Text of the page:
Taqi al-Din also furthered his research on self-moving machines. In Egypt in 1551, he had designed a spit that rotated itself using steam from the fire below. After further years of studying steam pressure, he created a specialized solar-driven furnace that could turn seawater into steam to push a ship in the notoriously windless doldrums and horse latitudes. Ahmad al-Mansur kept the device a military secret, and Moroccan ships became feared for their uncanny speed. They outpaced the Portuguese merchants so regularly that rumors began to spread of captured djinn being somehow driving the ships. Superstition and sheer velocity devastated the Portuguese trade with India, which ultimately became a monopoly for Morocco and its allies in England.

With his country’s wealth blossoming, Ahmad al-Mansur worked to expand his rule. In 1590, his forces marched into the divided Songhai Empire south of the Sahara, seizing powerful centers of trade like Timbuktu and Gao. The enormous distance across difficult terrain caused new problems for Saadi rule, and Ahmad al-Mansur set Taqi al-Din to task resolving it. His solution was to construct and maintain a smooth roadway that could support wheeled vehicles rather than the journey being limited to camel caravans. The work fascinated him with self-propelled vehicles, drawing him back to steam-driven engines powered by water pulled from deeply drilled wells. Many of his designs would be put into action after his death in 1601.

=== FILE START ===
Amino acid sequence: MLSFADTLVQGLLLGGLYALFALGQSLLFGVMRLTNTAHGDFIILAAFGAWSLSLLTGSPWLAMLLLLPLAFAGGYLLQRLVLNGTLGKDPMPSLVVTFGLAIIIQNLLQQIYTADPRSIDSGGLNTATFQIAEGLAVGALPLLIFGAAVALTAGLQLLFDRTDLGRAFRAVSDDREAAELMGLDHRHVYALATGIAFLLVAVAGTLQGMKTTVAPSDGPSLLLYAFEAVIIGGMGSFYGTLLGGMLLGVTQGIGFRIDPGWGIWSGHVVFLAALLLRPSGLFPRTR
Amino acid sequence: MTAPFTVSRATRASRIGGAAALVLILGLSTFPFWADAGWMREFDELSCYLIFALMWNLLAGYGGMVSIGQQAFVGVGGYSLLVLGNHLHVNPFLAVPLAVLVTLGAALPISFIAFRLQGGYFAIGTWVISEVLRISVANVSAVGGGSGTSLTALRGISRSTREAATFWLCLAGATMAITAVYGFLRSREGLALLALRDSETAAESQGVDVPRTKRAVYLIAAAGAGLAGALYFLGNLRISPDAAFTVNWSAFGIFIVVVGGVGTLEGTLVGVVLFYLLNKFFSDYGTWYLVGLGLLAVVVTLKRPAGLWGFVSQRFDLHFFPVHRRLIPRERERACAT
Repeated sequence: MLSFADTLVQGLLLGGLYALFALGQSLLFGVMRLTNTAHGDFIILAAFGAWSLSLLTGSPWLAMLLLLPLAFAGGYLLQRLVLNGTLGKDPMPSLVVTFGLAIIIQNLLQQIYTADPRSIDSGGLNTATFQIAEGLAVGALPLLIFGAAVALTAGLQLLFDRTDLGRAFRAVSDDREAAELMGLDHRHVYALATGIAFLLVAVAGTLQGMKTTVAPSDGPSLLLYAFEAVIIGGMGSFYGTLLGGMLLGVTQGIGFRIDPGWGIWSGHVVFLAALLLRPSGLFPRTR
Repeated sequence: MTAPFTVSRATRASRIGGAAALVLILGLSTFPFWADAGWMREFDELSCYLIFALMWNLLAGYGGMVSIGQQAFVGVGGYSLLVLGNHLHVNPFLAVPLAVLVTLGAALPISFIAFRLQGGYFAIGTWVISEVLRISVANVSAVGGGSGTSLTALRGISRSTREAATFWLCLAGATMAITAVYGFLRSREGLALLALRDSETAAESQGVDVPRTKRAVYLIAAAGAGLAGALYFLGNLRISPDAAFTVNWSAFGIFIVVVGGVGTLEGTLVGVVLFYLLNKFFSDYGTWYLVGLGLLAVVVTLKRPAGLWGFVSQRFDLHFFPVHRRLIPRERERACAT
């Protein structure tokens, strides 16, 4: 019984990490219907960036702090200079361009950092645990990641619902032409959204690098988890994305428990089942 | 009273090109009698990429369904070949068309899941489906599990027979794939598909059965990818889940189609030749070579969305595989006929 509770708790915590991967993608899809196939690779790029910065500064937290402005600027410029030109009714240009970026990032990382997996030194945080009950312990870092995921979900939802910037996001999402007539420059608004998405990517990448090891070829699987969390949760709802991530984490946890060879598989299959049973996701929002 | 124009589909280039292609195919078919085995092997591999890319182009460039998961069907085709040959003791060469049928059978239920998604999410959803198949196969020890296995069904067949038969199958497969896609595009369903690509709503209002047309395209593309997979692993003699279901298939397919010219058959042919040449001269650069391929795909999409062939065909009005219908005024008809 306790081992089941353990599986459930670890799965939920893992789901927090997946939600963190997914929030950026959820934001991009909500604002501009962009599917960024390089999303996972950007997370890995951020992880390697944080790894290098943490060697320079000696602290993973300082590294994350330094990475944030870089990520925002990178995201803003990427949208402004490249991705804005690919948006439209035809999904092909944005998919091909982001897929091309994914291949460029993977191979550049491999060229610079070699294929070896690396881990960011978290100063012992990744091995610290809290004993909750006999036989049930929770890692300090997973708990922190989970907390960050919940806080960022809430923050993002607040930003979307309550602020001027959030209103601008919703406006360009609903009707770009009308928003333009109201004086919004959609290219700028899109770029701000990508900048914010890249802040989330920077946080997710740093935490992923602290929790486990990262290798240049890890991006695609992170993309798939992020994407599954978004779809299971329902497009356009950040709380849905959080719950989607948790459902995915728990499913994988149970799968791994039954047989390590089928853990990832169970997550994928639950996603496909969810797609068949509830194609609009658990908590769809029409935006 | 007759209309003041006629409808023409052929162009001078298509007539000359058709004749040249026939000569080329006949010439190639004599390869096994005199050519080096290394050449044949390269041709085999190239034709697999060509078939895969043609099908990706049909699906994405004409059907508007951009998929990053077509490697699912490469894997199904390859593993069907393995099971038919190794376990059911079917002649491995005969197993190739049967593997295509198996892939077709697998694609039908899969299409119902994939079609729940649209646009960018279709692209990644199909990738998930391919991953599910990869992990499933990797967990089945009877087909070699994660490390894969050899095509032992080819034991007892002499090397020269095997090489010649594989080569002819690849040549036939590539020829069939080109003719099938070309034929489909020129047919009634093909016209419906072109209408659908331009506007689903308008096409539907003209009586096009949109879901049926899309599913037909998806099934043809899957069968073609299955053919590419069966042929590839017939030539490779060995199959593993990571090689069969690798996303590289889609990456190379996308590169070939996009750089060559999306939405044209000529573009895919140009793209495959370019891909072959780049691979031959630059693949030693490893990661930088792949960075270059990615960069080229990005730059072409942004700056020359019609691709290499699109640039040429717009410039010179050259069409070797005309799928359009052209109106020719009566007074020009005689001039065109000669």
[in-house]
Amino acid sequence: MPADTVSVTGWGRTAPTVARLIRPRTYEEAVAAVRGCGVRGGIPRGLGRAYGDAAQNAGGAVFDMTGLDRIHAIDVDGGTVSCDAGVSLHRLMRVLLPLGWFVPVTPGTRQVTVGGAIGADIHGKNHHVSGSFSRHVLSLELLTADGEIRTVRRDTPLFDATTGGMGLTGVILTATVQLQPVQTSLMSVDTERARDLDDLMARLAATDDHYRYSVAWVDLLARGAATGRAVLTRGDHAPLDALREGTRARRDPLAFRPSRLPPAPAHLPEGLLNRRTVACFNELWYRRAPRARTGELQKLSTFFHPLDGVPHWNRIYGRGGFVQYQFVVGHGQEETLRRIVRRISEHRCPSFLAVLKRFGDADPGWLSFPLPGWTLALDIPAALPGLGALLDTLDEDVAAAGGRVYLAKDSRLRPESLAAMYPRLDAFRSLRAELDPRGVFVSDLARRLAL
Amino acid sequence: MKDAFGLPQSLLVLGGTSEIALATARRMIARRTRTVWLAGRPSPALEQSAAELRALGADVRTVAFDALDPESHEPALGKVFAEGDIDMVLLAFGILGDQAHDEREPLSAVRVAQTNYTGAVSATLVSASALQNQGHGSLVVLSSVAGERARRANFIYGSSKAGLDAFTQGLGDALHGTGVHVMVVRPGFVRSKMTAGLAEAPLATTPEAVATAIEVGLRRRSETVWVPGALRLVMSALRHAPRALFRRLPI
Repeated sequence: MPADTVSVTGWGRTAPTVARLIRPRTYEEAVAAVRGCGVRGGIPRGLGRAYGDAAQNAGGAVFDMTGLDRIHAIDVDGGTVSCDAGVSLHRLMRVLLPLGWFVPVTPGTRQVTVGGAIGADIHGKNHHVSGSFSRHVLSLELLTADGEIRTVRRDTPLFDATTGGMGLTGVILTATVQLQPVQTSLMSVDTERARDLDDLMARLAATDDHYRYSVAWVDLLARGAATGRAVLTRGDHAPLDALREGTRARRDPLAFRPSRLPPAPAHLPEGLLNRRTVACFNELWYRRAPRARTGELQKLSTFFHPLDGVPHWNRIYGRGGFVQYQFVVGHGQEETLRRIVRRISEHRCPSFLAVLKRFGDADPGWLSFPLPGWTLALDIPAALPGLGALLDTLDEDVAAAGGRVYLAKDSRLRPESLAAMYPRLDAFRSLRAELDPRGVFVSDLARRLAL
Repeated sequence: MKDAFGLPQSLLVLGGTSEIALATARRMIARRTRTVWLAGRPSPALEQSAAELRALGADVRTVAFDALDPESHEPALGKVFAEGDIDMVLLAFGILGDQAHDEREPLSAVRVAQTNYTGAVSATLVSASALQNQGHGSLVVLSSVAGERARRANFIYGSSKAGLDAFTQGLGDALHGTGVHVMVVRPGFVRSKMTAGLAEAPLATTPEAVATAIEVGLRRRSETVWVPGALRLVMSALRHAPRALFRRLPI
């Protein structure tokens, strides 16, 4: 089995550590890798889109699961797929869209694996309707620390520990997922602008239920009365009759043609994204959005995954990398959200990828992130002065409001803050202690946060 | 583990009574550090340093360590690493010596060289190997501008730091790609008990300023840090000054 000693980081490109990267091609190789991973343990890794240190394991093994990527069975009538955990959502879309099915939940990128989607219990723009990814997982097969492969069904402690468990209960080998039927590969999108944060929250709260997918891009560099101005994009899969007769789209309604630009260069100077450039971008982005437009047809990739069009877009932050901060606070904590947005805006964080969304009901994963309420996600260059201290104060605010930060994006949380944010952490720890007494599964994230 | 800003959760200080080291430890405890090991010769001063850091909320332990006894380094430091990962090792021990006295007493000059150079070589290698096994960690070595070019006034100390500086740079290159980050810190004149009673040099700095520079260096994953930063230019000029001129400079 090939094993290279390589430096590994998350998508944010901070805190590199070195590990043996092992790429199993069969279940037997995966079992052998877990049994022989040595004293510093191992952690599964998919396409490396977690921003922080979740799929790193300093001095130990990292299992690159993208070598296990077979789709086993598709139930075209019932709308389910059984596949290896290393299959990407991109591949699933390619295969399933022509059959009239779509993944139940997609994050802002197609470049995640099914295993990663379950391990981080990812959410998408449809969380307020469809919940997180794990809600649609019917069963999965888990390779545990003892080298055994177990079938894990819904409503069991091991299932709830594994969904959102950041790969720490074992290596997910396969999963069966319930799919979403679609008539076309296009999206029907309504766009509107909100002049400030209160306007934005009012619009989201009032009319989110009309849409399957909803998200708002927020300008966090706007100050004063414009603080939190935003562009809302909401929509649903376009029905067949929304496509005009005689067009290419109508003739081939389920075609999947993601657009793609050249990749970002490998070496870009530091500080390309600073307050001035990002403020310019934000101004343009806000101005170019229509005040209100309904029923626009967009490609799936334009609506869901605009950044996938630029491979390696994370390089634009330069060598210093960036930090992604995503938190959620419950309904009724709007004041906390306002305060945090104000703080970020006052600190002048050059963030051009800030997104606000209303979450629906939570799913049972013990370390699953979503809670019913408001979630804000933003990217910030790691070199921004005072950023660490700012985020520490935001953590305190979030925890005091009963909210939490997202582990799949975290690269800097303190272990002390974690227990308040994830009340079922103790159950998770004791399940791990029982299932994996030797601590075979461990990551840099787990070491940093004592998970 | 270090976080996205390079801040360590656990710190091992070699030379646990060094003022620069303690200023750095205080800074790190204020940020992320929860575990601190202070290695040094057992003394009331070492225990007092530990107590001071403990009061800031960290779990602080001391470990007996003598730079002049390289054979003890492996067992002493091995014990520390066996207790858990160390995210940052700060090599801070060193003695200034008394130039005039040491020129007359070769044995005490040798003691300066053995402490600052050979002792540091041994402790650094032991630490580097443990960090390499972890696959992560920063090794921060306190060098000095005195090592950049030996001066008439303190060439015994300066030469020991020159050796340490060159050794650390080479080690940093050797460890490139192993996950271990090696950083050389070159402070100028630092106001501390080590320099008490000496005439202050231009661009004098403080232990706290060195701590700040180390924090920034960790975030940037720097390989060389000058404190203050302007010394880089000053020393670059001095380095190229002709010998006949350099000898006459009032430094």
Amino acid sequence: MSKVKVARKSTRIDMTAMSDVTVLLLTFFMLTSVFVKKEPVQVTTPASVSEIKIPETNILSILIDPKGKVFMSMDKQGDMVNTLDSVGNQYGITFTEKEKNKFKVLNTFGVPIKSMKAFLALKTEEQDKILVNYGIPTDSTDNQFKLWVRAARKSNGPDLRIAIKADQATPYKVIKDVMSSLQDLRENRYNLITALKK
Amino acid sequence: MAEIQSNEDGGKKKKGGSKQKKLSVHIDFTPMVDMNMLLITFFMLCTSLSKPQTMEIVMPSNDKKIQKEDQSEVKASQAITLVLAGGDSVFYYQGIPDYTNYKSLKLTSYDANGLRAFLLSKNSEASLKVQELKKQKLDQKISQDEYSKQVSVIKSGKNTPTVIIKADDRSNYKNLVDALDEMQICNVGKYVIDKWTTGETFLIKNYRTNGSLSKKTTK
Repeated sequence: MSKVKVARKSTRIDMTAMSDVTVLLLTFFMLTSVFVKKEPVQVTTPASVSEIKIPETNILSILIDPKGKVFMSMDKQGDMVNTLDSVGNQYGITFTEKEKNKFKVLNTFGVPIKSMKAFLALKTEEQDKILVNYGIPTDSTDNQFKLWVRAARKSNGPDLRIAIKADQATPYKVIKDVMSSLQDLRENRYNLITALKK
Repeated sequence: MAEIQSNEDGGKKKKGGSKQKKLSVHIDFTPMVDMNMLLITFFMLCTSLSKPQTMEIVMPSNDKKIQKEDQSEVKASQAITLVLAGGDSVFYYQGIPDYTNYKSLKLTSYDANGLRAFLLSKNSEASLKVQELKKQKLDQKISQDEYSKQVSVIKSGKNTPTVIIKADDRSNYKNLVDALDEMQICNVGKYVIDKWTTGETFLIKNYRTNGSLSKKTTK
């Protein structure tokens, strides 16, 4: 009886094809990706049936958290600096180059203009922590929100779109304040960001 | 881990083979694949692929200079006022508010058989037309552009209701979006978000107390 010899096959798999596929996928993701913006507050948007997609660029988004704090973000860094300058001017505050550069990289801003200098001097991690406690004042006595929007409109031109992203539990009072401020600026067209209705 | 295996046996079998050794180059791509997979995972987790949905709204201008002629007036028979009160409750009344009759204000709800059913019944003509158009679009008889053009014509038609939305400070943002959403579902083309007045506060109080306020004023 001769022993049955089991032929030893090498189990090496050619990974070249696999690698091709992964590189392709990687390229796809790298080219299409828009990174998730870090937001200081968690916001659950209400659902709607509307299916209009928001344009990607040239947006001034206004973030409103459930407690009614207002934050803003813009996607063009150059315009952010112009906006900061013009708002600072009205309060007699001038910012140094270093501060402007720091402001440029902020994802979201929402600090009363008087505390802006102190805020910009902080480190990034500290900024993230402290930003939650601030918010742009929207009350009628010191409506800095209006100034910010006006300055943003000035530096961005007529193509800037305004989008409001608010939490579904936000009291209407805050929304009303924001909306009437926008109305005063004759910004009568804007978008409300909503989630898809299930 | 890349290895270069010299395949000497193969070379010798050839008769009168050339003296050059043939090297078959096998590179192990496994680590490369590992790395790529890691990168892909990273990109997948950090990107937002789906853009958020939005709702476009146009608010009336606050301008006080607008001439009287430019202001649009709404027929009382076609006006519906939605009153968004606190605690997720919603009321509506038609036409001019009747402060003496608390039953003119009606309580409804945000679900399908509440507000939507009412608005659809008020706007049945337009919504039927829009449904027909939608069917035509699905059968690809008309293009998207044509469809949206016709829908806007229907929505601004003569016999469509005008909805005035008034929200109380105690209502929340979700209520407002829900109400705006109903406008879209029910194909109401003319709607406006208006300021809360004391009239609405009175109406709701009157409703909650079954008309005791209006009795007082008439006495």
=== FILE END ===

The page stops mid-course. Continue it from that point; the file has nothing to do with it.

Ahmad al-Mansur sought new mechanically-minded individuals for his court, famously bribing Jerónimo de Ayanz y Beaumont to leave Spain after being granted a patent by the crown for his steam-powered water pumps in 1606. The Spaniard applied his steam-powered water pumps to work in the burgeoning iron and coal mines in Morocco and the expanded gold mines along the Niger River. Shortly before Ahmad al-Mansur’s passing in 1616, Italian Giovanni Branca arrived with a notebook of potential mechanical devices automating numerous tasks and was awarded a role that would lead to Morocco’s position as the leader of manufacturing in the world.

By the middle of the seventeenth century, Morocco would be one of the leading powers of the world. Ahmad al-Mansur’s descendants made real his dream of Muslim colonies in the Americas by seizing Brazil and much of South America east of the Andes from Portugal and, later, Spain. Moroccan trade eastward blocked the efforts of Christian settlements in Africa and India, both of which adopted Islam in urban centers. The Moroccan-English Alliance supported the growth of Islam in England, leading to the chaos of the Religious Wars well into the eighteenth century. Although its empire has broken into more of an economic commonwealth today, Morocco continues to serve as the technological research center of the world, dispatching aid to less advanced northerly nations.


In reality, Taqi al-Din continued life in Istanbul, where he passed away in 1585. Ahmad al-Mansur died in 1603 from plague, and the kingdom fell into two decades of civil war among his sons.

Friday, April 3, 2020

Guest Post: 8 February, 1943 - Madame Kollontai recalled to Moscow

This story originally appeared on Today in Alternate History.

"The fear that Moscow and Berlin might again come to terms preoccupied American and British statesman long after Hitler had forced the unwilling Stalin to join the Allied coalition." ~ Stalin and the Prospects of a Separate Peace in World War II by Vojtech Mastny (1972)